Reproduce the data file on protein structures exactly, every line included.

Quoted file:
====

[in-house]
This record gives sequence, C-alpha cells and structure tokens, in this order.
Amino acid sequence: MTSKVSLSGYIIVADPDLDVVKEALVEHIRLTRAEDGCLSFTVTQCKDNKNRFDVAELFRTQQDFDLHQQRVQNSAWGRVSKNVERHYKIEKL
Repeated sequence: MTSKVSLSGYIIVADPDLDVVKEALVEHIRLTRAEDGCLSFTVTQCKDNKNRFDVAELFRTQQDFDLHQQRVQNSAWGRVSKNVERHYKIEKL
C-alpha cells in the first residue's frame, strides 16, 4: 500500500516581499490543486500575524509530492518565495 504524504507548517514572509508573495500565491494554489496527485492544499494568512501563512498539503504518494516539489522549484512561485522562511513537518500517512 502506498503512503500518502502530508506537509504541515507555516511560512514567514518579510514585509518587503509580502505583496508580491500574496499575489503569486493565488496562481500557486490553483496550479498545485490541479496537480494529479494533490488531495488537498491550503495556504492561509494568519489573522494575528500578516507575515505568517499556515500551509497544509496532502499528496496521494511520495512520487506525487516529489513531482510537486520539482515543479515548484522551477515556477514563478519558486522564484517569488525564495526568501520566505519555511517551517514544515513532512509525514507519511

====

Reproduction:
[in-house]
This record gives sequence, C-alpha cells and structure tokens, in this order.
Amino acid sequence: MTSKVSLSGYIIVADPDLDVVKEALVEHIRLTRAEDGCLSFTVTQCKDNKNRFDVAELFRTQQDFDLHQQRVQNSAWGRVSKNVERHYKIEKL
Repeated sequence: MTSKVSLSGYIIVADPDLDVVKEALVEHIRLTRAEDGCLSFTVTQCKDNKNRFDVAELFRTQQDFDLHQQRVQNSAWGRVSKNVERHYKIEKL
C-alpha cells in the first residue's frame, strides 16, 4: 500500500516581499490543486500575524509530492518565495 504524504507548517514572509508573495500565491494554489496527485492544499494568512501563512498539503504518494516539489522549484512561485522562511513537518500517512 502506498503512503500518502502530508506537509504541515507555516511560512514567514518579510514585509518587503509580502505583496508580491500574496499575489503569486493565488496562481500557486490553483496550479498545485490541479496537480494529479494533490488531495488537498491550503495556504492561509494568519489573522494575528500578516507575515505568517499556515500551509497544509496532502499528496496521494511520495512520487506525487516529489513531482510537486520539482515543479515548484522551477515556477514563478519558486522564484517569488525564495526568501520566505519555511517551517514544515513532512509525514507519511